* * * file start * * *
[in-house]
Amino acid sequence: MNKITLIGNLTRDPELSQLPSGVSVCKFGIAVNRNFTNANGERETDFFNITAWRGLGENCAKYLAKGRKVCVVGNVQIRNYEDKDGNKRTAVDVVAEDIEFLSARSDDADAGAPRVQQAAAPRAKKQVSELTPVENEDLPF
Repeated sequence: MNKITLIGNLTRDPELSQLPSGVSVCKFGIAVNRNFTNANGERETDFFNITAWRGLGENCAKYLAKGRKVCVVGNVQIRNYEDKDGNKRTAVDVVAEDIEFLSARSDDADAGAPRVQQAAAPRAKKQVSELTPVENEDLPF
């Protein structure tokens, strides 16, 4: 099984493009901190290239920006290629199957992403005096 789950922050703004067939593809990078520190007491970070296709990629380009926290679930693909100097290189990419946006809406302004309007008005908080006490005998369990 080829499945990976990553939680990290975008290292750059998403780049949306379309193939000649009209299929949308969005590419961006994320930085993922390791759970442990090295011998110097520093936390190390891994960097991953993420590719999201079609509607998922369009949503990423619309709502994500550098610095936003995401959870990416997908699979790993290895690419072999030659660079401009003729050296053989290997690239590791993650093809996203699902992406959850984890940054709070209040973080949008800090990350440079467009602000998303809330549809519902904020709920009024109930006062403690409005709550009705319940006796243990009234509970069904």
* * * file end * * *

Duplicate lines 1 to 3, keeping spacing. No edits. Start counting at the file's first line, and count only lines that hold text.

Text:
[in-house]
Amino acid sequence: MNKITLIGNLTRDPELSQLPSGVSVCKFGIAVNRNFTNANGERETDFFNITAWRGLGENCAKYLAKGRKVCVVGNVQIRNYEDKDGNKRTAVDVVAEDIEFLSARSDDADAGAPRVQQAAAPRAKKQVSELTPVENEDLPF
Repeated sequence: MNKITLIGNLTRDPELSQLPSGVSVCKFGIAVNRNFTNANGERETDFFNITAWRGLGENCAKYLAKGRKVCVVGNVQIRNYEDKDGNKRTAVDVVAEDIEFLSARSDDADAGAPRVQQAAAPRAKKQVSELTPVENEDLPF